Part of the reason Hackman initially connects with the audience is that Sam owns up to his grungy no-goodness while Adam keeps struggling to find his saving grace. Sam never denies that he blew up a Jewish civil rights lawyer's office -- he avows only that he didn't intend to kill anyone. (In the book, Grisham lays out from the git-go that the ultimate villain is a mad bomber in Sam's Klan-sponsored terrorist cell; the moviemakers withhold that fact and milk it for spurious suspense.) As the story goes on, most of what you learn about Sam -- he murdered a black handyman, he joined lynch mobs -- paints a worsening picture of him. When Adam strives to defend him, you feel like an antediluvian law-and-order advocate confronted with a bleeding-heart do-gooder. Adam uses the sort of semienvironmental, semigenetic argument ordinarily favored by racists: Sam had to be a hater because he descends from original Klan stock. After the fifth or sixth flatulent discussion of why Sam should be gassed, an exasperated fellow behind me blurted out, "Because he's guilty!" Close to the final countdown, Sam finally lets on that he's a human being, indicating regret over white-supremacist comments to a kind black guard and writing letters of apology to his victims' families. As with Sean Penn in Dead Man Walking, what we witness is a foxhole conversion. Would Sam have bared his soul without time on death row and the emotional intervention of our man Adam? Today's anti-death-penalty sagas backfire dramatically: They depict cruel and unusual punishment as a sure-fire source of spiritual salvation.
Since Grisham wrote this book as if it were a nonfiction novel, the screenwriters, William Goldman and Chris Reese, punch in the overtime. They sweat to inject box-office elements of romance and tension. They transform a governor's assistant (Lela Rochon) into Adam's helpmate and potential love interest (a rotten plum for pretty Rochon, who too often has to look harassed and uncomfortable); they allow Adam's alcoholic, well-married aunt (an out-there, unmoored Faye Dunaway) to reach a positively fiftysomething closure with her explosive pop. By playing peekaboo with the mad bomber (Raymond Barry) and gently manipulating his character, they broaden Grisham's indictment of Southern racism to include White Citizens Councils and a state-sanctioned Sovereignty Commission. They'd have been better off crafting a film equivalent of Grisham's unassuming, sloppy-reporter prose. A screenwriter friend who worked on one Grisham adaptation said the tighter he tried to make it, the worse it got. In this case, sharpening the plot only makes the social-political dynamics more confusing. It should be the pinnacle of black comedy to see Klanners protest an execution and presumed left-wingers support it; too bad the irony gets lost in the tumult.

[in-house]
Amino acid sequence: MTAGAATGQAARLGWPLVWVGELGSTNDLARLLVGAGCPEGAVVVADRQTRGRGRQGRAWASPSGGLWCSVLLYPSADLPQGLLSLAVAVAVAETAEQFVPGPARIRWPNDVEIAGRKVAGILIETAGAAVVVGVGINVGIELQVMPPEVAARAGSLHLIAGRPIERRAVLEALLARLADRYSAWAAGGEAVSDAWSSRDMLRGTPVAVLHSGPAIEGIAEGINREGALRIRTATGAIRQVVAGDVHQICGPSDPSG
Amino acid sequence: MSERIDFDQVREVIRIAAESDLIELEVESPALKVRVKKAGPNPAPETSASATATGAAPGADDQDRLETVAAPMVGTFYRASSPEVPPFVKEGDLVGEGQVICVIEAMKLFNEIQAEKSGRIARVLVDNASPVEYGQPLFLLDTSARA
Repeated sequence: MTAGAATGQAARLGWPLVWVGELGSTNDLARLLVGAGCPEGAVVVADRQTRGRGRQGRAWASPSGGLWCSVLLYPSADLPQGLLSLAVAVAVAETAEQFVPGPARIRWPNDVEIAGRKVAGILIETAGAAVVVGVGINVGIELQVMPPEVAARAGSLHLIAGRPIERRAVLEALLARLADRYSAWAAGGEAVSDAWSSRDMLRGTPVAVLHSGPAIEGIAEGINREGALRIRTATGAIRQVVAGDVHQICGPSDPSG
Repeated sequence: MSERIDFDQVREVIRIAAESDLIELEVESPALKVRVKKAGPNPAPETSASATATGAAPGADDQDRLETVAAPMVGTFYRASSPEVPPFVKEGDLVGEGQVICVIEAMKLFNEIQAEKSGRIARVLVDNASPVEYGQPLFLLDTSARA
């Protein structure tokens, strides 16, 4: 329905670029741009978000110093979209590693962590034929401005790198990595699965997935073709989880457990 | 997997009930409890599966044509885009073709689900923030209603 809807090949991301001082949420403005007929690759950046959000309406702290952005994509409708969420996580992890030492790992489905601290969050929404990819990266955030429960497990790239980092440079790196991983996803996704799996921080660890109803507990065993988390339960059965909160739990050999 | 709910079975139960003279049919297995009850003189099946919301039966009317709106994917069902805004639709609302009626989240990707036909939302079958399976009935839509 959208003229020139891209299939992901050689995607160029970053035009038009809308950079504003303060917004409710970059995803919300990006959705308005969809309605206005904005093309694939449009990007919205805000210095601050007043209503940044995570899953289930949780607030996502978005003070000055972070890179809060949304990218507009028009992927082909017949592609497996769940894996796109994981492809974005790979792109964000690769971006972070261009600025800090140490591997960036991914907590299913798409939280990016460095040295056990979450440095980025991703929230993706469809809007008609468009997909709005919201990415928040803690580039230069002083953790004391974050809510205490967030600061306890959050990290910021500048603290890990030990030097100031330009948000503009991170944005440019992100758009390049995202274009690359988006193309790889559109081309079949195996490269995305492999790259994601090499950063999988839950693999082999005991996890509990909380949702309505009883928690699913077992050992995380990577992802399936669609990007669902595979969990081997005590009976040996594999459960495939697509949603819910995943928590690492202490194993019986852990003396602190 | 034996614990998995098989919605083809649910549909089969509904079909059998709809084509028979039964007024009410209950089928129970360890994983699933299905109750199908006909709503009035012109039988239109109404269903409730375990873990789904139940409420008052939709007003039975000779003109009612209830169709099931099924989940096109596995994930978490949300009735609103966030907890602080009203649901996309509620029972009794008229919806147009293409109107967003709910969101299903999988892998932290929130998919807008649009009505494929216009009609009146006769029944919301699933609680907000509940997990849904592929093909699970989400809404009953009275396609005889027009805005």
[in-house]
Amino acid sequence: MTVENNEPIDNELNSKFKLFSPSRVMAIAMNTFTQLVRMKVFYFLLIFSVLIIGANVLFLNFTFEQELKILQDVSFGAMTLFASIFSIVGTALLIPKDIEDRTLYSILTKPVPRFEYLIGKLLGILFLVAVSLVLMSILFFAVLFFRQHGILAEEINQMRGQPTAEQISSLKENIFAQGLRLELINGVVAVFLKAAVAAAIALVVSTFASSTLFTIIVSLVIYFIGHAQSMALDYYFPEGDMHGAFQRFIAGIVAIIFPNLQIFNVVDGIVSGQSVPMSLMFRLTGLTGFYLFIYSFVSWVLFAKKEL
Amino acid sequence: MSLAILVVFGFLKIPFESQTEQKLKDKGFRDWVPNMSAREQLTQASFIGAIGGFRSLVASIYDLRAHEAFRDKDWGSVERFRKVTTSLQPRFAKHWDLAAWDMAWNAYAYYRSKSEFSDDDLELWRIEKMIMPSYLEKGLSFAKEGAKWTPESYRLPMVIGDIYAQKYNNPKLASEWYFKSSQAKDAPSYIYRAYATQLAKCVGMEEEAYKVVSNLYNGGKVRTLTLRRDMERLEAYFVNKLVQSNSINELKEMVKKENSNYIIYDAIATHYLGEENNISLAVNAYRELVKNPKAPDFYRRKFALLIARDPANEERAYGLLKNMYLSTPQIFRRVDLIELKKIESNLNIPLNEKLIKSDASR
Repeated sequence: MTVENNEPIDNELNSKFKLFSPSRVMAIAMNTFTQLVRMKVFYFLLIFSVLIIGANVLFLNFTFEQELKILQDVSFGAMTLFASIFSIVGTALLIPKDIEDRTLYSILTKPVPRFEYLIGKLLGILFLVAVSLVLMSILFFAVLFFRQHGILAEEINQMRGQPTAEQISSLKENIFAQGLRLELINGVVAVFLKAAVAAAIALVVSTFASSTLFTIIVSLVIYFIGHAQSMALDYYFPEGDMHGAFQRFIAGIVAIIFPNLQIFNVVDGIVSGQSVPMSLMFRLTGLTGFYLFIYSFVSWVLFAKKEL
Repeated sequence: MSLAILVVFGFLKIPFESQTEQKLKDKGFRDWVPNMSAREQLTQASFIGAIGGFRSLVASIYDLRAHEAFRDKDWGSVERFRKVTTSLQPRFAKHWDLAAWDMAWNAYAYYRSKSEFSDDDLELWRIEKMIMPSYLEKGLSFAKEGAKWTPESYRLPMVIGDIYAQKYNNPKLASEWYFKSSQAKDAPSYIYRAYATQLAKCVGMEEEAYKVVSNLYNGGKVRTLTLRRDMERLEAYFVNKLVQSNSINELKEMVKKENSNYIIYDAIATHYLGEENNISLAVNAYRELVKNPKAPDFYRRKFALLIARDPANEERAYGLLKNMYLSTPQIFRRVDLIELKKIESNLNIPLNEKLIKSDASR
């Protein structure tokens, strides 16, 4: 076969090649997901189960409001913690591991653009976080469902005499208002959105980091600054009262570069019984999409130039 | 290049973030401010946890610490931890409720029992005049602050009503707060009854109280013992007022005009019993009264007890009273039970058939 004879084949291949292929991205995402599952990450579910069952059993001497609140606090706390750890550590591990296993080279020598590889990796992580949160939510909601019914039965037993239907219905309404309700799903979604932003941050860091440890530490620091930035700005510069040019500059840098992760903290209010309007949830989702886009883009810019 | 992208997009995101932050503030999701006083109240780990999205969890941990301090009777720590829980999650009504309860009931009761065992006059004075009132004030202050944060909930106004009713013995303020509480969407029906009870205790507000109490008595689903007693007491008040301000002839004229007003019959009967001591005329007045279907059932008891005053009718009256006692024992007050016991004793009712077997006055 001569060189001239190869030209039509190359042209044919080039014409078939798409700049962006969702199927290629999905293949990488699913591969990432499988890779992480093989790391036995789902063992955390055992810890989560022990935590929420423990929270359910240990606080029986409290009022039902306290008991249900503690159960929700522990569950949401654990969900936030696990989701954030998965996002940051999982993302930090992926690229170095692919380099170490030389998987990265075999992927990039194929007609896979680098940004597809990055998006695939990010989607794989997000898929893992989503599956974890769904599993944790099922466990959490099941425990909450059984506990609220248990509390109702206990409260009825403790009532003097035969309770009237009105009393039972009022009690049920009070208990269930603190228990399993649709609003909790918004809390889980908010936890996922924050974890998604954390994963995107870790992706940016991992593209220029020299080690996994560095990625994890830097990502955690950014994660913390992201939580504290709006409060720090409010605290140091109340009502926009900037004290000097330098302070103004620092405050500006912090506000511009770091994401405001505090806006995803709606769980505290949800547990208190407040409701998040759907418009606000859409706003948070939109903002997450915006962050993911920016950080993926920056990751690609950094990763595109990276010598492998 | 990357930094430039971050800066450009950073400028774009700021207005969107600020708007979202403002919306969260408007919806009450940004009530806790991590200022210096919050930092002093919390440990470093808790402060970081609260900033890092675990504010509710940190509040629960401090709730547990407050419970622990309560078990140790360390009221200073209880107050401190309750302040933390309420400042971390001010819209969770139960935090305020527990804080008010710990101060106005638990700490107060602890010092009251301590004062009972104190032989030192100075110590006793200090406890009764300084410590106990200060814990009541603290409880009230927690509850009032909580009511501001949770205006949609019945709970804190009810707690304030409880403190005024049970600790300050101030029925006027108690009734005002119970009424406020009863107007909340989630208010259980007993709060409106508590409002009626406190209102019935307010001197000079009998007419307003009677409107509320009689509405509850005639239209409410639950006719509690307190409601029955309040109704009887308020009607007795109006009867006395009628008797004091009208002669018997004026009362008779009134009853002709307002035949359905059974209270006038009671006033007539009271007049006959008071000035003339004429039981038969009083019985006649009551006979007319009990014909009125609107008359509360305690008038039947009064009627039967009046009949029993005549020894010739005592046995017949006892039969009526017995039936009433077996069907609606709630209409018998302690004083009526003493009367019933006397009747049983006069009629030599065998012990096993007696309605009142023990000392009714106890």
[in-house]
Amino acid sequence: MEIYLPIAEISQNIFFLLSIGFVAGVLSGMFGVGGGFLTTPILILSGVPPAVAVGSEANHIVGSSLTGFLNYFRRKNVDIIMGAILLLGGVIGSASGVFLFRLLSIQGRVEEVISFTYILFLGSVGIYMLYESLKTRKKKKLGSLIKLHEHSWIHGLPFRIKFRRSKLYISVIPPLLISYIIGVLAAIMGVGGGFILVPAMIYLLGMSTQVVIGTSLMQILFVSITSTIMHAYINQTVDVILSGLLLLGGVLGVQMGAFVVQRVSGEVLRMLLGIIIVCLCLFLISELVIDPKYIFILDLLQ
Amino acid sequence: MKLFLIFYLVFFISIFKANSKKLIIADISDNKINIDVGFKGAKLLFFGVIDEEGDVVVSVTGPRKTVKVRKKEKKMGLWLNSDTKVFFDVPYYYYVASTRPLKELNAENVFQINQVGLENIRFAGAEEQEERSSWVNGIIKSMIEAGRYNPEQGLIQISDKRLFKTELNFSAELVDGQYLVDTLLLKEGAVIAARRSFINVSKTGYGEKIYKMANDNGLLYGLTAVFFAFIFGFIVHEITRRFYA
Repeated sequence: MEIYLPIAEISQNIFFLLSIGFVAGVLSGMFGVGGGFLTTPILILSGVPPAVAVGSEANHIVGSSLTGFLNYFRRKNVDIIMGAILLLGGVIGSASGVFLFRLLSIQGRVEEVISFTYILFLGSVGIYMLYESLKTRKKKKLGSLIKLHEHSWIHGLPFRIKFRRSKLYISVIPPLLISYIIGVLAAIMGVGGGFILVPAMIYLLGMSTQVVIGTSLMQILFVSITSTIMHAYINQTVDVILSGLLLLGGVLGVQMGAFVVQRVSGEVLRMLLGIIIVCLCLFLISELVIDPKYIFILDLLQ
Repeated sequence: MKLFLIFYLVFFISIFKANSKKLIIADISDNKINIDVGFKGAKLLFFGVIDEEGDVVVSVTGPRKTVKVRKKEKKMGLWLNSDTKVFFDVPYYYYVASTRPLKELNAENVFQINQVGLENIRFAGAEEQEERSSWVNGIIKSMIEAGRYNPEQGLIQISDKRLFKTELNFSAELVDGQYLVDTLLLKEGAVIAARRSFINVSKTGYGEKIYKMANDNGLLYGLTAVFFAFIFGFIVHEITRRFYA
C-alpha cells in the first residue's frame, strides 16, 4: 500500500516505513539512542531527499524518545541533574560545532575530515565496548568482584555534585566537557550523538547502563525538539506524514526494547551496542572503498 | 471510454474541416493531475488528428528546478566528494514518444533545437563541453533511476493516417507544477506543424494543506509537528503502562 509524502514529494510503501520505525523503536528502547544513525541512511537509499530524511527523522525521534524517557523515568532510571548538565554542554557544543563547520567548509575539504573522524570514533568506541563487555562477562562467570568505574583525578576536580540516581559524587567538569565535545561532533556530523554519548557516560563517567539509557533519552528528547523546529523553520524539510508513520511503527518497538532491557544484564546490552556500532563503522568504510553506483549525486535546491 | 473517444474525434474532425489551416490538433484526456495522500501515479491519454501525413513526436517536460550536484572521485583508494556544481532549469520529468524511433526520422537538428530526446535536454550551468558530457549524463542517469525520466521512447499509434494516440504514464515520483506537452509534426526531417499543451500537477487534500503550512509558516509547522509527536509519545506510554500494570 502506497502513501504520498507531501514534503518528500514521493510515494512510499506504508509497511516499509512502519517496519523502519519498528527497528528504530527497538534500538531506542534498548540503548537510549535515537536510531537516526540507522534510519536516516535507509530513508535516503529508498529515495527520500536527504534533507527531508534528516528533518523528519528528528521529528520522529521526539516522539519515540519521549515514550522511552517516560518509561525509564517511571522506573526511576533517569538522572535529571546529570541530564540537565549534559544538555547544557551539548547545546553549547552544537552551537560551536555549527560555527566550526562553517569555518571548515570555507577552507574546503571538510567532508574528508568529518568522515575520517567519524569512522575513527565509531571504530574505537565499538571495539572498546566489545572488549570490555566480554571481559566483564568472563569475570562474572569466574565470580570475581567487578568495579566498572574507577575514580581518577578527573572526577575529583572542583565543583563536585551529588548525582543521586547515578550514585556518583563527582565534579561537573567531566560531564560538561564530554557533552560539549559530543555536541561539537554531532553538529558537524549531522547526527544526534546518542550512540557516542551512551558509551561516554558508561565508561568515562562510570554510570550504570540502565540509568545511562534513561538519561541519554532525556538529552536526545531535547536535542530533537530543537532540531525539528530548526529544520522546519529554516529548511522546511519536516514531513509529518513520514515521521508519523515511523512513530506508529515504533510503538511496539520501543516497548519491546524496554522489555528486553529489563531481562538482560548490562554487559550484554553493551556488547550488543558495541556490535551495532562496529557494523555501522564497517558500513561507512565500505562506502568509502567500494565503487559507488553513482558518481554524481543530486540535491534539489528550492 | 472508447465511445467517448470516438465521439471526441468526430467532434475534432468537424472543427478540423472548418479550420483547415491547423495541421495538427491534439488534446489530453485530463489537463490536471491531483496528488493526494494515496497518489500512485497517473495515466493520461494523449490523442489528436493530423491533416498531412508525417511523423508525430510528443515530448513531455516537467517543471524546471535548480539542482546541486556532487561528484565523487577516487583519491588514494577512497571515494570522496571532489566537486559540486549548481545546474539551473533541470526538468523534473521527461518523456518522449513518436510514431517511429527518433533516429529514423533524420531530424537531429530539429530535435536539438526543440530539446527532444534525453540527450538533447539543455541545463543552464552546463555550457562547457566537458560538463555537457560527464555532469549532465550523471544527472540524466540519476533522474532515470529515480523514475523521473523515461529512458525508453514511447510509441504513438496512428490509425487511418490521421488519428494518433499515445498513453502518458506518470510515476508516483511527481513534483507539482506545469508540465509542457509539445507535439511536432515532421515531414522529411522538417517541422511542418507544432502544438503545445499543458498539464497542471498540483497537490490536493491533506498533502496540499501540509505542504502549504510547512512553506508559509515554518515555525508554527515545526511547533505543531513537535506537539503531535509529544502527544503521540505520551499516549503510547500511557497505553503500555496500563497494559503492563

The filmmakers are caught between a rock and a hard place -- or between a keg of dynamite and a pile of grenades. These days they have to crank up the volume just to set the ticket-buyers' mood. Contemporary viewers are juiced up before a movie even starts with pulverizing minicommercials for DTS and THX sound; the director of The Chamber, James Foley, might well have feared that thriller fans would applaud Sam's murderous pyrotechnics as a virtuoso fireworks display. To make sure his audiences turn sober, Foley deploys a visual frontal attack -- the twin boys burst in air full-frame -- and pounds away with Carter Burwell's sledgehammer music. (When Burwell scores for tension, it's time to reach for ibuprofen.) Foley's crane precipitously swoops down on characters at crisis point; actors and spectators alike grow to feel like small furry creatures targeted by hawks. The moviemakers throw in everything including the kitchen sink -- pop psychology and sex appeal, the White Citizens Councils and a whirlybird camera. But Foley and his collaborators are (pardon the expression) cooking without gas.